Hopefully most of you have seen the official launch of the Australian v3.0 licences earlier today.
We’re very pleased to announce that the licences, only a few hours old, already have their first significant adopter. A couple of weeks ago the Australian Parliament officially announced, via the Australian Library and Information Association’s mailing list, that it will be porting its central http://www.aph.gov.au website across to a Creative Commons v3.0 BY-NC-ND Australian licence. This is the website which houses all the most important documents of the Australian Federal Government – including all bills, committee reports and, most importantly, the Hansard transcript of Parliamentary Sittings – so this is a major move for the Australian Government.
From the Australian Parliament announcement:
The Parliament of Australia is committed to open access to the resources it publishes to support a vibrant democracy. Recognising the important of ensuring access to its resources published on the website the parliament has approved publication under a Creative Commons 3.0 Attribution-NonCommercial-NoDerivs license (http://creativecommons.org/licenses/by-nc-nd/3.0/au/)… Full implementation will occur when the new web site is released in late 2010…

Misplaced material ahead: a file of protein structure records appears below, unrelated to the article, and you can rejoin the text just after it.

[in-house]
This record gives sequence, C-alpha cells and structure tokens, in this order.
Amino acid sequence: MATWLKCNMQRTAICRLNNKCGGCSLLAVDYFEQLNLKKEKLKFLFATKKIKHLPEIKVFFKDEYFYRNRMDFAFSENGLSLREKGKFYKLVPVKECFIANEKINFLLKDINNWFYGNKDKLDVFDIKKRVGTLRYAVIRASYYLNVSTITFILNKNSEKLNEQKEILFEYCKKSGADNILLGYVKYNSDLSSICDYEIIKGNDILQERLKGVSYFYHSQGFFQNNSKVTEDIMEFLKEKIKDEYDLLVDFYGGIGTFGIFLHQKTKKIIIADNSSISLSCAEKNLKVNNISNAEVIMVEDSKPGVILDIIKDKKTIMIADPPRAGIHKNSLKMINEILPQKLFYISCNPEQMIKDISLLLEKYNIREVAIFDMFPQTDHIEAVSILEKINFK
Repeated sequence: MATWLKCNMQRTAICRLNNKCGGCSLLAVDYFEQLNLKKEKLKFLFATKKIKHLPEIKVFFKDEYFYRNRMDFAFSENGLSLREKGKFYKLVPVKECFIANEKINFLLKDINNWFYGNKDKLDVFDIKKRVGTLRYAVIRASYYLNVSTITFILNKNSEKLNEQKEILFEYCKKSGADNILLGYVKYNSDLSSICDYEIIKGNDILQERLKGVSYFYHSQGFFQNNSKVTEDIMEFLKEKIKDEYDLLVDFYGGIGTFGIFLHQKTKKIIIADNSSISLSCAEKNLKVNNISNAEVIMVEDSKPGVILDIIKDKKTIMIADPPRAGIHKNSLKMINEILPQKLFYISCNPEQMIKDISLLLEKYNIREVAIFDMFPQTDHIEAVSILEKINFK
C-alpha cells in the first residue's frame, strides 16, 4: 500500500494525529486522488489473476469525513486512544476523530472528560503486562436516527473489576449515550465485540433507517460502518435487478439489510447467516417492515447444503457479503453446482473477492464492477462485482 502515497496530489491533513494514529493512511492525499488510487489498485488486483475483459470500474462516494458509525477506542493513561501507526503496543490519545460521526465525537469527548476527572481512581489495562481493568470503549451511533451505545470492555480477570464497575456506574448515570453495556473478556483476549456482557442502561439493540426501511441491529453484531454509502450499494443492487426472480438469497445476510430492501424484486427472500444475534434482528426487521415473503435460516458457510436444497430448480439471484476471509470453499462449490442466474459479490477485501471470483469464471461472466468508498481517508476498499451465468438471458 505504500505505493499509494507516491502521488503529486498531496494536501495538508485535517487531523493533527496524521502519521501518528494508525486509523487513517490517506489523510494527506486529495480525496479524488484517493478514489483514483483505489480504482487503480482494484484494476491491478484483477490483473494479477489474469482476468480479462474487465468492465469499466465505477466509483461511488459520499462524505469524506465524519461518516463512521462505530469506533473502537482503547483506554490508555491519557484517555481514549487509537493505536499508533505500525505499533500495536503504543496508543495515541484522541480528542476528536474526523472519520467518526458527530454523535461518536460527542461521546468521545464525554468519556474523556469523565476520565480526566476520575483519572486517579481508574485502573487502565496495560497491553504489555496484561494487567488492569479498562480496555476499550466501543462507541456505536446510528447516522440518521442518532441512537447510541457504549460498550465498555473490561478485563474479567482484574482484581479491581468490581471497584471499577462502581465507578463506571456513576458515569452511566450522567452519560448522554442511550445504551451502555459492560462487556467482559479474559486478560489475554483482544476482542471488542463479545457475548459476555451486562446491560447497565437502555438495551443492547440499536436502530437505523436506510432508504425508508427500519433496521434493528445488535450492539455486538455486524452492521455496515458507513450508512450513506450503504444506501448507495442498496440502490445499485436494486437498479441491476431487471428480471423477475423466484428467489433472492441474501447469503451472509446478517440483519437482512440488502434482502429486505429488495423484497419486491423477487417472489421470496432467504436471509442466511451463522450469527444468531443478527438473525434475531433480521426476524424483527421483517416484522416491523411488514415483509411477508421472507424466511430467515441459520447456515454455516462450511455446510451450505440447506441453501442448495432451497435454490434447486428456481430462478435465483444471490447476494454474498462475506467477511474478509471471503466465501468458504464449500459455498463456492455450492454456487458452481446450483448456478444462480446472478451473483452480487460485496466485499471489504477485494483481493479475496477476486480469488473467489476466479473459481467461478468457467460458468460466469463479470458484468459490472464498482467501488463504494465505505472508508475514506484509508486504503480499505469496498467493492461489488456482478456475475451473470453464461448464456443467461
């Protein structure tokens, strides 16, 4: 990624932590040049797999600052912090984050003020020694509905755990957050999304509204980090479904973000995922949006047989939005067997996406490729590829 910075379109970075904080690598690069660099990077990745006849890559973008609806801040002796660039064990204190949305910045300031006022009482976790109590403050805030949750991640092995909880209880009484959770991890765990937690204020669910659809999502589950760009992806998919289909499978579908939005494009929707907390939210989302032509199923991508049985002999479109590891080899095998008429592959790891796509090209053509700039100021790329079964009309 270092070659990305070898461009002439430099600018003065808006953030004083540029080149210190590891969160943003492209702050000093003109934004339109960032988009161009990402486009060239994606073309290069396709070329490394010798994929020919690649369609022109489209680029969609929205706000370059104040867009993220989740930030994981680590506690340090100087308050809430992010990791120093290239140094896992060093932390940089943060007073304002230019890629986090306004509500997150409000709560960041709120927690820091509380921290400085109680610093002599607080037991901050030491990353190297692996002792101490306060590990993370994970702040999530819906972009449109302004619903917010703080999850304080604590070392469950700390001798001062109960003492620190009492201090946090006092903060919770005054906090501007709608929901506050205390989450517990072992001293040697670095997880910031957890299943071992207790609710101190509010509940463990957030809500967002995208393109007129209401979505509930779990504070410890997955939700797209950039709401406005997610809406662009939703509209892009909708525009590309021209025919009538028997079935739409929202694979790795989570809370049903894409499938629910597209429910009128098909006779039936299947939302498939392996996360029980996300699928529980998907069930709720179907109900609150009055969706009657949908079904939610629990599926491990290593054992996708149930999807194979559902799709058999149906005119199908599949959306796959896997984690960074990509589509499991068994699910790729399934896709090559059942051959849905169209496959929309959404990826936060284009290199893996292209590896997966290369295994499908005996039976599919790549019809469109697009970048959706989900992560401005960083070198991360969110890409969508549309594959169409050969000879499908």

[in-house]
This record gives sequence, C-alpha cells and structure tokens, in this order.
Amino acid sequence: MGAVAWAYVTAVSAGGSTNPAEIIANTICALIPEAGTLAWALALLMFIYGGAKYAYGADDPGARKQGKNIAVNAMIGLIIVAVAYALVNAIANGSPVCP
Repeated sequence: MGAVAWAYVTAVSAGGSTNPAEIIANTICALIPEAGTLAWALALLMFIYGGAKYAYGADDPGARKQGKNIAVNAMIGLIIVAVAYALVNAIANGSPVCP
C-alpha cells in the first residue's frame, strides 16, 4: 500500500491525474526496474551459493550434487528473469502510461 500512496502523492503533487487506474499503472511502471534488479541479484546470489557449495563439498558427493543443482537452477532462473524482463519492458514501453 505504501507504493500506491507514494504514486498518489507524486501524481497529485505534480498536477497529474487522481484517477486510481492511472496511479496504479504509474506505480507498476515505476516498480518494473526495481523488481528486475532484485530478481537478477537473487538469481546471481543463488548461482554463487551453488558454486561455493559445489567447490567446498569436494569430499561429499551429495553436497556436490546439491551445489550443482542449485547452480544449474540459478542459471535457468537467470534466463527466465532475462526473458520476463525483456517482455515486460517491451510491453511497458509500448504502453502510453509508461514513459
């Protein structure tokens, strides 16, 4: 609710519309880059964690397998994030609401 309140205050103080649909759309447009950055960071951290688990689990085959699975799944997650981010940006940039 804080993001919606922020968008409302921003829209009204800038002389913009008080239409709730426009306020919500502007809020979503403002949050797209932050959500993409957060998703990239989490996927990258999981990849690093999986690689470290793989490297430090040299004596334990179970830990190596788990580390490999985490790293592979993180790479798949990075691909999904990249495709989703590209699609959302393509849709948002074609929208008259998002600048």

We are enormously excited at this step to open up parliamentary information.
Since its endorsement of open access as its preferred default in its response to the Gov 2.0 Report last month, the Federal Government has released the Budget, the NBN implementation study and the Gov 2.0 response itself all under CC licences. This latest announcement solidifies the government’s commitment to openness and transparency, and means that the entire public record of our government will now be available for non-commercial reuse by anyone, without the need for additional permissions.
Update (9 June) The APH website has now added the Creative Commons licences to its official copyright page, with an explanatory notice and description.